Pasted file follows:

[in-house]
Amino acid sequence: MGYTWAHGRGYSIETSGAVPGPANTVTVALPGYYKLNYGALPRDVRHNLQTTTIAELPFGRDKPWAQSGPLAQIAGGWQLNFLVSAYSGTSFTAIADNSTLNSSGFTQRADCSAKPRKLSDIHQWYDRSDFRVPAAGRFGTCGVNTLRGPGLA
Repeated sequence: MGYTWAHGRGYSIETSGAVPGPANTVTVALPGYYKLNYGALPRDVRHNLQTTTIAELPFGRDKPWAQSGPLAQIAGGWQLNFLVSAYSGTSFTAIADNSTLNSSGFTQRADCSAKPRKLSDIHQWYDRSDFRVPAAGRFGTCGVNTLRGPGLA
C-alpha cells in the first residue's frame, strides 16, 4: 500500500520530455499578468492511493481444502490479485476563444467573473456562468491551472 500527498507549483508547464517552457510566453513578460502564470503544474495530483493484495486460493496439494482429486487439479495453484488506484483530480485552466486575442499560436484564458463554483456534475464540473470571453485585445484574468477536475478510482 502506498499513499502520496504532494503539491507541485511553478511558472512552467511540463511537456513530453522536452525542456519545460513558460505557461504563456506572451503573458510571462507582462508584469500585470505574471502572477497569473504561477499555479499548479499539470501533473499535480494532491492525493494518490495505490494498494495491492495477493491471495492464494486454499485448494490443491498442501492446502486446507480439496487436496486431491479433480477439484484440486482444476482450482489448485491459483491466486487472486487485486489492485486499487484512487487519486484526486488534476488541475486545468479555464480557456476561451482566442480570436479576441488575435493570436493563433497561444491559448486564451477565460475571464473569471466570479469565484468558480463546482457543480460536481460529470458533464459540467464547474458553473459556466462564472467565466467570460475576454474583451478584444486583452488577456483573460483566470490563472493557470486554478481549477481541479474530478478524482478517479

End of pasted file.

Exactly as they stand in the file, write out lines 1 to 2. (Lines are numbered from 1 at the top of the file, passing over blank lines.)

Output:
[in-house]
Amino acid sequence: MGYTWAHGRGYSIETSGAVPGPANTVTVALPGYYKLNYGALPRDVRHNLQTTTIAELPFGRDKPWAQSGPLAQIAGGWQLNFLVSAYSGTSFTAIADNSTLNSSGFTQRADCSAKPRKLSDIHQWYDRSDFRVPAAGRFGTCGVNTLRGPGLA